Summary of Methods and Results
The study’s methodology is familiar: Review relevant past reports, develop a survey instrument based on employee interviews and focus groups, administer the survey to all employees and interpret the results.
Themes (issues, shortcomings) brought up during the interviews included DNFSB’s handling of change management, communication, personnel development, leadership, internal procedures and performance management (aka personal recognition). (pp. 6-7)
The report compared the DNFSB survey results with three external norms: a cross-section of U.S. industry, U.S. employees working in Research and Development, and industries that have experienced significant changes with widespread employee impact. The last group consists of organizations under stress because of reorganization, bankruptcy, layoffs, etc. (p. 14)
The report’s summary is not encouraging: “the general trend shows an unfavorable comparison for the DNFSB on all three external benchmarks, . . . Also, many employees feel they do not have the right tools and resources. Along with that, 38 percent of employees say they plan to leave DNFSB in the next year.” (p. 4)
The employee survey had 14 categories, higher scores mean greater respondent agreement with positive traits. Analyzing the survey responses in three different dimensions yielded one typical and two unusual results. In our opinion, they suggest uneven DNFSB management effectiveness across the organization.
Across organizational groups, the General Manager and Admin/ Support groups scored above DNFSB averages on most categories; the Technical Director and Engineering groups scored below DNFSB averages on most categories. (p. 13) In our experience, this is no surprise; bosses and admin people are usually more satisfied (or less dissatisfied) than the folks who have to get the work done.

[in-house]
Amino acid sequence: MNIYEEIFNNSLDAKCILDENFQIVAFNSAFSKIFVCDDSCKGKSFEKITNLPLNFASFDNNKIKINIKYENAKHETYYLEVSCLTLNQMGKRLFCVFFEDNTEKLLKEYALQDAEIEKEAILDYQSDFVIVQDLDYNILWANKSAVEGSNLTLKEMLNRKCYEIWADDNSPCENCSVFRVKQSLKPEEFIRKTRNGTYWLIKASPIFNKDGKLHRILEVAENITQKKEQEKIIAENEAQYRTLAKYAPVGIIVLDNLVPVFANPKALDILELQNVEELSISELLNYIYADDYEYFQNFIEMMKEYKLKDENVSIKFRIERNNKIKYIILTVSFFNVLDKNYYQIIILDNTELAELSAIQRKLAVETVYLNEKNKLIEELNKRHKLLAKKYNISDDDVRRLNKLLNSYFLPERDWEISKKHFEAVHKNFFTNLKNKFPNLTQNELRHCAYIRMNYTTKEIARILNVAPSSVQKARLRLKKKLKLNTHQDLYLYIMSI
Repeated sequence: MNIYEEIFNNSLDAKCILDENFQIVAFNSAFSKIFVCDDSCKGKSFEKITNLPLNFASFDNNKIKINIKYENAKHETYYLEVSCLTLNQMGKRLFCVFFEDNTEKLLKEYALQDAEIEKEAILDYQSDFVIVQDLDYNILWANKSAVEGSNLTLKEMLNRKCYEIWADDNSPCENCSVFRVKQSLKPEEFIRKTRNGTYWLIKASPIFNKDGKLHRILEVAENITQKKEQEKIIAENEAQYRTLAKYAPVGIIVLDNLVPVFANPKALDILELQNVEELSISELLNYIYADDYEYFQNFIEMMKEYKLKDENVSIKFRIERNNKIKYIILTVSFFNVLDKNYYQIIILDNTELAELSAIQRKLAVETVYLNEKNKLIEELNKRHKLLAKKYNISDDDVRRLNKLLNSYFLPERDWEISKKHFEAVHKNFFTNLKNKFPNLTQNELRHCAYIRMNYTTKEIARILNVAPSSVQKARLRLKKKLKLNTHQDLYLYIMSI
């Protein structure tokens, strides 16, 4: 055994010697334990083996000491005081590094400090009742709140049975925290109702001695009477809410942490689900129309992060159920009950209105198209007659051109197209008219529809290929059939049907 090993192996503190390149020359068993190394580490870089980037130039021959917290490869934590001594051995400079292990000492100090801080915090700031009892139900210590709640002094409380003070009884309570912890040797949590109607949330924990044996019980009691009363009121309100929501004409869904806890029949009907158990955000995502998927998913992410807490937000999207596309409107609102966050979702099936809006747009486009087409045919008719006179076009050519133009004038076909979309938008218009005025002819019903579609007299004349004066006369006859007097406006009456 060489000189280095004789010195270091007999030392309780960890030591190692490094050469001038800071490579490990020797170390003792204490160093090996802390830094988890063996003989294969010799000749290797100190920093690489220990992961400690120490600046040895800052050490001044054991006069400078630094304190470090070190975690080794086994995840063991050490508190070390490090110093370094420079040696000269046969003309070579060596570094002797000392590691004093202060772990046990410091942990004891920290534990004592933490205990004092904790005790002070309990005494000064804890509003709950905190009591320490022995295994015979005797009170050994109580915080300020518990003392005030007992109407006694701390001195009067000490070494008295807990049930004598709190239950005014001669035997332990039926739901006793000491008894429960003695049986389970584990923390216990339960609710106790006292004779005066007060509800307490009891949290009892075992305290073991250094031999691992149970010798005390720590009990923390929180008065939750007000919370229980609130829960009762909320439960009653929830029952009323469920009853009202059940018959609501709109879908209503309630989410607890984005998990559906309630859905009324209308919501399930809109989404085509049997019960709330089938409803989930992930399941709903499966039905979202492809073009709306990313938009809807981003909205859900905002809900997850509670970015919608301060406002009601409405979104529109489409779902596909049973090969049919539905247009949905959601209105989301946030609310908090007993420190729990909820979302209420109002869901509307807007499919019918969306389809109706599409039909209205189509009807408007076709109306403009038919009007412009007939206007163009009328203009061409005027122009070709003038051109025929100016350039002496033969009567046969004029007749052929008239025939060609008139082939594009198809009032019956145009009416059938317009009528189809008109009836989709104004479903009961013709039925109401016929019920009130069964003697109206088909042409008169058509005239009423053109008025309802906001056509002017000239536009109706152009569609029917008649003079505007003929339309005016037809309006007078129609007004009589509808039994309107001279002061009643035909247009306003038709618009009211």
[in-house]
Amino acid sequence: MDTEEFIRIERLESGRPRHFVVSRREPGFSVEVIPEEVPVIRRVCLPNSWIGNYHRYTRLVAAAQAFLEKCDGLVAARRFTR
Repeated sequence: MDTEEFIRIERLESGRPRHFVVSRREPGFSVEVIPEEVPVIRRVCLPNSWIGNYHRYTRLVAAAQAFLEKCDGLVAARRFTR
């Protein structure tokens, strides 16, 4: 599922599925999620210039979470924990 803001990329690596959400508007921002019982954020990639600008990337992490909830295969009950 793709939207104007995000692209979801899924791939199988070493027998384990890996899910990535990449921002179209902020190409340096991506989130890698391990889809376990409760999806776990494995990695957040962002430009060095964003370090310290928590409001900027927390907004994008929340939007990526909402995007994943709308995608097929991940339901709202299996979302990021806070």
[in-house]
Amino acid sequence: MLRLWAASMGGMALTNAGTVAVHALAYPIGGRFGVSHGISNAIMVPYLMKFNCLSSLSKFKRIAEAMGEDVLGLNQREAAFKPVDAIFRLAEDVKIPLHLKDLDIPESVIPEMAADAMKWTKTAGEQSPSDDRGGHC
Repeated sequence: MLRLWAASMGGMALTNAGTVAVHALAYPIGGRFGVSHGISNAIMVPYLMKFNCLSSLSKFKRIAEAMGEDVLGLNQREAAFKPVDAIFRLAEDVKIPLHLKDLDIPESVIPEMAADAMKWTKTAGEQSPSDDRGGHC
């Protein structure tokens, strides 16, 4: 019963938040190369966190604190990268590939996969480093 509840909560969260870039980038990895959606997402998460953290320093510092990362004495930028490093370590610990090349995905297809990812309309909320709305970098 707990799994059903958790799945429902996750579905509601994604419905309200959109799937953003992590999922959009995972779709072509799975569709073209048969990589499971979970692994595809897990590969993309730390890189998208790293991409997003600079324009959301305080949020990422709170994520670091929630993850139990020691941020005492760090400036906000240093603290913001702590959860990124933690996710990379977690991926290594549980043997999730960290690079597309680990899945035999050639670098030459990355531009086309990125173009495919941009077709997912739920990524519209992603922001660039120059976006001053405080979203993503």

Looking at employee tenure, employees with the shortest tenure scored the highest (this is typical) then the scores go downhill. The longest tenured employees have the lowest scores, which is unusual; most organizations have a U-shaped curve, with newcomers and old timers the most satisfied. (p. 14)
By pay (GS or DN) level, “what is atypical is that the lowest-scoring group is not the lowest-level group, but instead the mid-level group, . . .” (p. 15)
The report identifies Sustainable Engagement (SE)** as a key category. Using regression analysis, the authors identified five drivers (other survey categories) of SE, two that had acceptable survey scores and three that are candidates for organizational improvement interventions: communication, leadership and performance management. (p.17) This is as close the report comes to suggesting what the DNFSB might actually do about their problems.
This report recognizes that DNFSB has significant challenges but it contains zero surprises. It’s not even news. The same or similar ground was covered by a Dec. 2014 organizational study performed for the DNFSB which we reviewed on Feb. 6, 2015.
Problems mentioned in the 2014 report include board dysfunctionality, communications, performance recognition, change management, frequent disruptive organizational changes, and the lack of management and leadership competence. The 2014 report included extensive discussion of possible organizational interventions and other corrective actions.
The NRC IG already knew change management was a serious challenge facing the DNFSB; it was mentioned in an Oct. 2014 IG report.*** That report was likely the impetus for this 2015 study.
The DNFSB has been in apparent disarray for over a year. New members have been appointed to the Board this year, including a new chairman. It remains to be seen whether they can address the internal challenges and, more importantly, provide meaningful recommendations to their single client, the U.S. Department of Defense.
Bottom line: This NRC IG consultant’s report adds little value to understanding the DNFSB’s organizational issues or developing effective corrective actions.
* Towers Watson, “DNFSB 2015 Culture and Climate Survey: Executive Overview of Key Findings” (Aug. 2015). ADAMS ML15245A515. Thanks to John Hockert for publicizing this report on the LinkedIn Nuclear Safety Culture forum.
** Sustainable Engagement is defined as follows: “Assesses the level of DNFSB employees’ connection to the organization, marked by being proud to work at DNFSB, committing effort to achieve the goals (being engaged) having an environment that support productivity (being enabled) and maintaining personal well-being (feeling energized).” (p. 9)
** H.T. Bell (NRC) to Chairman Winokur (DNFSB), “Inspector General’s Assessment of the Most Serious Management and Performance Challenges Facing the Defense Nuclear Facilities Safety Board,” DNFSB-OIG-15-A-01 (Oct. 1, 2014). ADAMS ML14274A247.